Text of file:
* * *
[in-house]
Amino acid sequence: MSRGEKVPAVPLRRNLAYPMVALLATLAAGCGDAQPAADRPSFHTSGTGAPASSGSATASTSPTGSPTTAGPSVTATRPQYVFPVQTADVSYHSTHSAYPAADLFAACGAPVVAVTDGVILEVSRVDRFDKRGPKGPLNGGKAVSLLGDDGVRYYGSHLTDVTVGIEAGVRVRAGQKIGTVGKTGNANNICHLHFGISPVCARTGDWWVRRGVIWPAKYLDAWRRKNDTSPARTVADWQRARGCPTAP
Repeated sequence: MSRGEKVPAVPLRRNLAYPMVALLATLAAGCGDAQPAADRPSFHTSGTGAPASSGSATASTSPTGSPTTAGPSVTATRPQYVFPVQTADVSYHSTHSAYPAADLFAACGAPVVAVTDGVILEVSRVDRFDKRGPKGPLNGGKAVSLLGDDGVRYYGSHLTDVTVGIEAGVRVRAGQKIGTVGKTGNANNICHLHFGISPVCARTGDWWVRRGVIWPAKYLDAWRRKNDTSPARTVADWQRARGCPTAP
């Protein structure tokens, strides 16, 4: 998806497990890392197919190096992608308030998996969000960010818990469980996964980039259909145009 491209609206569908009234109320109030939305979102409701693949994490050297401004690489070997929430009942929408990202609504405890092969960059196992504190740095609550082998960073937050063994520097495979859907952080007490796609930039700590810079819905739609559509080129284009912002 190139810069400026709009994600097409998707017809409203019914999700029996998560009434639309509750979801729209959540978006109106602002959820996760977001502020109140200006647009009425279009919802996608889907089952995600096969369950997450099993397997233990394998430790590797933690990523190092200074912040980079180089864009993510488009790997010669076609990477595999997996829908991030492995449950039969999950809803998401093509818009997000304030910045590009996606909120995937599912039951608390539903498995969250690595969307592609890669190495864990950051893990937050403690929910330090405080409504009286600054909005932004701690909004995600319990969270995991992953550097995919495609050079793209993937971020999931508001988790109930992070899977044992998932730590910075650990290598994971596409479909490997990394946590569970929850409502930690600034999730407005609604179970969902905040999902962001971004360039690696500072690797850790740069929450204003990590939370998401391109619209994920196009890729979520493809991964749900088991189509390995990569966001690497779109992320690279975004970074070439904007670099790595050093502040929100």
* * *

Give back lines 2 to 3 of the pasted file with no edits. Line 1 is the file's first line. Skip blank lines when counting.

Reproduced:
Amino acid sequence: MSRGEKVPAVPLRRNLAYPMVALLATLAAGCGDAQPAADRPSFHTSGTGAPASSGSATASTSPTGSPTTAGPSVTATRPQYVFPVQTADVSYHSTHSAYPAADLFAACGAPVVAVTDGVILEVSRVDRFDKRGPKGPLNGGKAVSLLGDDGVRYYGSHLTDVTVGIEAGVRVRAGQKIGTVGKTGNANNICHLHFGISPVCARTGDWWVRRGVIWPAKYLDAWRRKNDTSPARTVADWQRARGCPTAP
Repeated sequence: MSRGEKVPAVPLRRNLAYPMVALLATLAAGCGDAQPAADRPSFHTSGTGAPASSGSATASTSPTGSPTTAGPSVTATRPQYVFPVQTADVSYHSTHSAYPAADLFAACGAPVVAVTDGVILEVSRVDRFDKRGPKGPLNGGKAVSLLGDDGVRYYGSHLTDVTVGIEAGVRVRAGQKIGTVGKTGNANNICHLHFGISPVCARTGDWWVRRGVIWPAKYLDAWRRKNDTSPARTVADWQRARGCPTAP